Belliveau Patrick A00156136 ANGL 1042 November 7, 2011
As much the same as different
"A Modest Proposal" is an unrealistically conceived attempt to find an easy, cheap and fair way to convert the starving children of Ireland into "Sound and useful members of the common wealth." Swift explains how children across the country are impoverished because their families are too poor to keep them clothed and fed. A modest proposal pre-sents arguments for the many advantages on raising the children to be sold for a great deal of money as food. He expresses himself with such confidence when telling his fel-low compatriots an easy way to reduce poverty and overpopulation. The most ironic thing about "A modest proposal" is that it is not modest at all. It is a scary and insane thought to raise children to be eaten.
"A Mild Suggestion" sarcastically proposes that Caucasians choose a night to lure in a few black people into their homes and poison or kill them by any means necessary. DuBois chose to ironically write about the problems that black people were having that was too often ignored, such as racism. One of the most satirist parts of the essay is when the speaker says: "The next morning there would be ten million funerals, and therefore no Negro problem. Think how quietly the thing would be settled!" It is an ironic notion be-cause it should be the other way around, the white people should be the ones coming up with ways to rid the world of black people and not the black people themselves. It is un-conceivable that this black man is suggesting these ideas and making them sound so sim-ple, when all of their lives, black people have been fighting to be respected. The essay ends with everybody shocked and disgusted at what the colored man said they should do with all black people, which is also an ironic idea, considering most of these people had racist attitudes to begin with.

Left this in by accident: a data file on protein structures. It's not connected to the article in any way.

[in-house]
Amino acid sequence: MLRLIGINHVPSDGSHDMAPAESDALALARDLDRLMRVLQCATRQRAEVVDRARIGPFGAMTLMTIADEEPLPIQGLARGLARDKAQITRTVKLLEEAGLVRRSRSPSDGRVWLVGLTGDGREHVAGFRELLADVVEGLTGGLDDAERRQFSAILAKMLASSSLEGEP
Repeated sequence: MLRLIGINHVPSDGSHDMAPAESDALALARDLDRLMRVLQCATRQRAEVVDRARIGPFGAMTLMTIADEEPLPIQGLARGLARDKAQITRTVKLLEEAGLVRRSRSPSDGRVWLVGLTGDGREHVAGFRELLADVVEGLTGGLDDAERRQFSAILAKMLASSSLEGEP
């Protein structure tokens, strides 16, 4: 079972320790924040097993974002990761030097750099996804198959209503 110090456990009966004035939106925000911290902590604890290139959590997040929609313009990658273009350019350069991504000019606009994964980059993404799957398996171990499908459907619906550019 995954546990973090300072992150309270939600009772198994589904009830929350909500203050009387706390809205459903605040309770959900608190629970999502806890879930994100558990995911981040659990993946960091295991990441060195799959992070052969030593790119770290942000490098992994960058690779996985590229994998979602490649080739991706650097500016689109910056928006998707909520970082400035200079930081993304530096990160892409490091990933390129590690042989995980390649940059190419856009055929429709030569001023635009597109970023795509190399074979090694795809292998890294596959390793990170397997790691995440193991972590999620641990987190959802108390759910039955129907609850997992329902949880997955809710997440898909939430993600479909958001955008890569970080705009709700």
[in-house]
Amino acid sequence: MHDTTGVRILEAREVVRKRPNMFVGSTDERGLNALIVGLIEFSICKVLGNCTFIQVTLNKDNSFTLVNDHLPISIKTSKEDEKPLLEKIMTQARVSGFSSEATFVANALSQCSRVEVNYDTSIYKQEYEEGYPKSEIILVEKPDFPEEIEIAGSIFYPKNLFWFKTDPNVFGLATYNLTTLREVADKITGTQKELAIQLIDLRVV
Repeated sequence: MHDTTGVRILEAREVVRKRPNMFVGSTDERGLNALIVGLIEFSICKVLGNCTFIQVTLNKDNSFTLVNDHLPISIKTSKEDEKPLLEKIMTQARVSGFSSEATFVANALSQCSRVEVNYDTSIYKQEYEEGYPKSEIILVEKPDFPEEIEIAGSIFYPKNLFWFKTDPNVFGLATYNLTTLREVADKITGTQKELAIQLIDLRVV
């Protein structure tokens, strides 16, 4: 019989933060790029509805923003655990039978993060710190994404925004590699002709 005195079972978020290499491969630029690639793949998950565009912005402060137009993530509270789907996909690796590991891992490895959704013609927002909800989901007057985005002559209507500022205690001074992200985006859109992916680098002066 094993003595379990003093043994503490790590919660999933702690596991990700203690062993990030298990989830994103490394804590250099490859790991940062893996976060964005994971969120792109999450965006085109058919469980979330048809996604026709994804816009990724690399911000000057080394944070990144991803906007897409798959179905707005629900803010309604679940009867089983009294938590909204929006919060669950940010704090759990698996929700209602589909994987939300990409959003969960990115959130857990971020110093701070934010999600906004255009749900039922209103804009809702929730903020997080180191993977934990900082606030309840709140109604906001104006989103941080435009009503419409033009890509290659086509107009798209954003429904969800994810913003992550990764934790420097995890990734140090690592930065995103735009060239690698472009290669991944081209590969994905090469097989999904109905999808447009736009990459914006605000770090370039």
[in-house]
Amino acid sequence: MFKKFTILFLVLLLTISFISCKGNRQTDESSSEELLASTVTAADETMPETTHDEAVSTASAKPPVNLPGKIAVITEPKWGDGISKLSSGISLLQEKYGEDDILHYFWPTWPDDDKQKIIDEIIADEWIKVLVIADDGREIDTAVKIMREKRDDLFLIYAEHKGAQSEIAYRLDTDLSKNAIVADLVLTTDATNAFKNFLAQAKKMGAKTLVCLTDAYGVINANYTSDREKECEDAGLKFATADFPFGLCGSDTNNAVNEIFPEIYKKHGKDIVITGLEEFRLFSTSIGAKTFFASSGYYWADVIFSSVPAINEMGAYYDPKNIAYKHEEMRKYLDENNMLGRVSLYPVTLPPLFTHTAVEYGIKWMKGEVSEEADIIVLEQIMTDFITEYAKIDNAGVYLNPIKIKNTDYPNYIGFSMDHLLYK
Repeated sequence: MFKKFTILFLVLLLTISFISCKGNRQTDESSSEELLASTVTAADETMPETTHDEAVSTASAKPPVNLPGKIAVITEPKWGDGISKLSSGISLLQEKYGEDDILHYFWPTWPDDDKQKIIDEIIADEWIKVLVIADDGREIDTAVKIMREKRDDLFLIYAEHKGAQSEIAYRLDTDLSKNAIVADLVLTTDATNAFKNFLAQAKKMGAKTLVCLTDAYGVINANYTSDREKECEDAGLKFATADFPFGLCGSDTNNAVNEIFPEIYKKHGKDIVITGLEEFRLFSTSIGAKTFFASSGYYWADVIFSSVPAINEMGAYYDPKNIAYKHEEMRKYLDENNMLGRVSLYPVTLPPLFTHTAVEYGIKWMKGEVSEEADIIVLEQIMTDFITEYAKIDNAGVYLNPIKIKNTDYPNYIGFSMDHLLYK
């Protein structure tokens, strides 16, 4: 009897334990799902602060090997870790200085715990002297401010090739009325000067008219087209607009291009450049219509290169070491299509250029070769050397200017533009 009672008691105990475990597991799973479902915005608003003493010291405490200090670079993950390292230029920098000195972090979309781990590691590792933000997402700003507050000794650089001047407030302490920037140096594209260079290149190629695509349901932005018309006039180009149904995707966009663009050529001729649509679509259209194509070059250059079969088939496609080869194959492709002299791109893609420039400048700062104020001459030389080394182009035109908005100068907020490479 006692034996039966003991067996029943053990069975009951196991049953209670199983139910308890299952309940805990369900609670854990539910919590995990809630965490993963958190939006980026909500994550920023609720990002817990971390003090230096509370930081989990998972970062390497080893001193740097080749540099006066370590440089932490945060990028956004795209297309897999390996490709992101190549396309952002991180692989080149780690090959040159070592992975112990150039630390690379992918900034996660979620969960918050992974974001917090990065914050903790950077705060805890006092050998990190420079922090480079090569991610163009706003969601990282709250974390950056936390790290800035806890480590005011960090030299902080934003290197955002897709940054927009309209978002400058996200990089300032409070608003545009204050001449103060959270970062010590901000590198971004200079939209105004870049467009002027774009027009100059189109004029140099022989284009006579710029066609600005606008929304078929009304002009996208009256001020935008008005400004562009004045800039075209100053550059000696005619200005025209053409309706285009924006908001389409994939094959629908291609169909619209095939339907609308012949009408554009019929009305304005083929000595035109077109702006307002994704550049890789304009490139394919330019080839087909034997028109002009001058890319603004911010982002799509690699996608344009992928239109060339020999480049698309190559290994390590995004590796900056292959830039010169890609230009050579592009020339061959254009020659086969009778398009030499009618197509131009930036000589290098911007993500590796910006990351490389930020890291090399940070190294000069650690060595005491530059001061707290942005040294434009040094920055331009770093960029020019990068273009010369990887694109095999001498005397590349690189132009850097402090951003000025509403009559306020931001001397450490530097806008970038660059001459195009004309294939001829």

The one similarity between "A Modest Proposal" and "A Mild Suggestion" that sticks...
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